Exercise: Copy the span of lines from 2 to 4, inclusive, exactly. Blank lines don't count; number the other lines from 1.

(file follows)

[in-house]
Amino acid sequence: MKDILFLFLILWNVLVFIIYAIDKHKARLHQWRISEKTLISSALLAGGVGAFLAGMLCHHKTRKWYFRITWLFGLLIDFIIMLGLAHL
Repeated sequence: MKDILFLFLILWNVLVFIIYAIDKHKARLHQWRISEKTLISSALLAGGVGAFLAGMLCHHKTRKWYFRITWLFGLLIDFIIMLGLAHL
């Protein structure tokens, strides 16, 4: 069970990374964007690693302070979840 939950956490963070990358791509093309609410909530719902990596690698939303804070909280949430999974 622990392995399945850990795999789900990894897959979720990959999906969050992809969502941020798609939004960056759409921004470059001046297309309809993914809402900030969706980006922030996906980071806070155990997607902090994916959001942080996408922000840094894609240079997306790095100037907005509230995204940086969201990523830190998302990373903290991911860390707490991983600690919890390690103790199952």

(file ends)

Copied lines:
Amino acid sequence: MKDILFLFLILWNVLVFIIYAIDKHKARLHQWRISEKTLISSALLAGGVGAFLAGMLCHHKTRKWYFRITWLFGLLIDFIIMLGLAHL
Repeated sequence: MKDILFLFLILWNVLVFIIYAIDKHKARLHQWRISEKTLISSALLAGGVGAFLAGMLCHHKTRKWYFRITWLFGLLIDFIIMLGLAHL
């Protein structure tokens, strides 16, 4: 069970990374964007690693302070979840 939950956490963070990358791509093309609410909530719902990596690698939303804070909280949430999974 622990392995399945850990795999789900990894897959979720990959999906969050992809969502941020798609939004960056759409921004470059001046297309309809993914809402900030969706980006922030996906980071806070155990997607902090994916959001942080996408922000840094894609240079997306790095100037907005509230995204940086969201990523830190998302990373903290991911860390707490991983600690919890390690103790199952």